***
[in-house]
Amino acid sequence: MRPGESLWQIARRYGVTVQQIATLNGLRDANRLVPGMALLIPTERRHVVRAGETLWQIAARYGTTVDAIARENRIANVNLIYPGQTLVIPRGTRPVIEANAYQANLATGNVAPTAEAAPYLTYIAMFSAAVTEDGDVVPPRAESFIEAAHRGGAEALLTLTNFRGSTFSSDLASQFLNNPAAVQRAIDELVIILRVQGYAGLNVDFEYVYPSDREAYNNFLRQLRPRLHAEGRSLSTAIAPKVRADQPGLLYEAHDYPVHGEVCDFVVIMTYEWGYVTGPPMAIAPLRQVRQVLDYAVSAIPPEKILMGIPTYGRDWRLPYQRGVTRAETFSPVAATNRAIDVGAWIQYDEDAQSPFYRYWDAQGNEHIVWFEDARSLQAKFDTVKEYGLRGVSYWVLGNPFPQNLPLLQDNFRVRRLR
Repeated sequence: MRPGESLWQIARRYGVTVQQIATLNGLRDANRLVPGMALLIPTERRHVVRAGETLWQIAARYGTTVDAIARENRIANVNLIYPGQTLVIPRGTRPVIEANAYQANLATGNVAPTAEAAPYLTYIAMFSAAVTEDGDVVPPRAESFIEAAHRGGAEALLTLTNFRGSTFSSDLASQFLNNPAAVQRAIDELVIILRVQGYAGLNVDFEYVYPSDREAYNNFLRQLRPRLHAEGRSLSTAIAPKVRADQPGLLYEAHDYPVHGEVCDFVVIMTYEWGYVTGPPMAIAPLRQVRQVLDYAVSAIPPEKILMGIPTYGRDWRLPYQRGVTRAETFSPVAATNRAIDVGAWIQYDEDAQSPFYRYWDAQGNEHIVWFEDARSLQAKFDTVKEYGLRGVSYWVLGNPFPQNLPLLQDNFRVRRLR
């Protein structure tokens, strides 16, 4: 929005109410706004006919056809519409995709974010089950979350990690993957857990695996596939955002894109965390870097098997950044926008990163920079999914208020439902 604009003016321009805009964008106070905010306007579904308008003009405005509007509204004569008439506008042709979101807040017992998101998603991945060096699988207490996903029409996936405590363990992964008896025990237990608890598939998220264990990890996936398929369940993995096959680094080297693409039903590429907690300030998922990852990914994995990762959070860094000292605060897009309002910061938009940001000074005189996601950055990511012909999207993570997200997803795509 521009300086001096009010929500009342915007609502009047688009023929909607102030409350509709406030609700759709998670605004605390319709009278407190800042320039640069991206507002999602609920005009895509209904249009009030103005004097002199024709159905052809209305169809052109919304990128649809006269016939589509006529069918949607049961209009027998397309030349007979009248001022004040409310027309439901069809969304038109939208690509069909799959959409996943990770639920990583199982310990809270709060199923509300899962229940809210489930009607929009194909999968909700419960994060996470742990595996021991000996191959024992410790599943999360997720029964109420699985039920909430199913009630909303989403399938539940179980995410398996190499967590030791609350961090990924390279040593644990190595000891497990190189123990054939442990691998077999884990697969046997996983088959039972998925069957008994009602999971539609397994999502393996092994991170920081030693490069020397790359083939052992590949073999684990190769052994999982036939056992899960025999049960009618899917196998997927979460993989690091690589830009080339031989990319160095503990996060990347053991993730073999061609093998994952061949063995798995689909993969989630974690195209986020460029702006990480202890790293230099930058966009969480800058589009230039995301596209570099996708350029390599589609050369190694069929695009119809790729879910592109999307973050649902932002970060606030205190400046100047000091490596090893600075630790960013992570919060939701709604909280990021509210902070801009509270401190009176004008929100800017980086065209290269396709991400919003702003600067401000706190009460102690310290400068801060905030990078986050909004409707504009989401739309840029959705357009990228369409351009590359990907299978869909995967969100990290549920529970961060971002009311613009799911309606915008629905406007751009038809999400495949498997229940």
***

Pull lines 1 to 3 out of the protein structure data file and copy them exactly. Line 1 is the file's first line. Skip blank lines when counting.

[in-house]
Amino acid sequence: MRPGESLWQIARRYGVTVQQIATLNGLRDANRLVPGMALLIPTERRHVVRAGETLWQIAARYGTTVDAIARENRIANVNLIYPGQTLVIPRGTRPVIEANAYQANLATGNVAPTAEAAPYLTYIAMFSAAVTEDGDVVPPRAESFIEAAHRGGAEALLTLTNFRGSTFSSDLASQFLNNPAAVQRAIDELVIILRVQGYAGLNVDFEYVYPSDREAYNNFLRQLRPRLHAEGRSLSTAIAPKVRADQPGLLYEAHDYPVHGEVCDFVVIMTYEWGYVTGPPMAIAPLRQVRQVLDYAVSAIPPEKILMGIPTYGRDWRLPYQRGVTRAETFSPVAATNRAIDVGAWIQYDEDAQSPFYRYWDAQGNEHIVWFEDARSLQAKFDTVKEYGLRGVSYWVLGNPFPQNLPLLQDNFRVRRLR
Repeated sequence: MRPGESLWQIARRYGVTVQQIATLNGLRDANRLVPGMALLIPTERRHVVRAGETLWQIAARYGTTVDAIARENRIANVNLIYPGQTLVIPRGTRPVIEANAYQANLATGNVAPTAEAAPYLTYIAMFSAAVTEDGDVVPPRAESFIEAAHRGGAEALLTLTNFRGSTFSSDLASQFLNNPAAVQRAIDELVIILRVQGYAGLNVDFEYVYPSDREAYNNFLRQLRPRLHAEGRSLSTAIAPKVRADQPGLLYEAHDYPVHGEVCDFVVIMTYEWGYVTGPPMAIAPLRQVRQVLDYAVSAIPPEKILMGIPTYGRDWRLPYQRGVTRAETFSPVAATNRAIDVGAWIQYDEDAQSPFYRYWDAQGNEHIVWFEDARSLQAKFDTVKEYGLRGVSYWVLGNPFPQNLPLLQDNFRVRRLR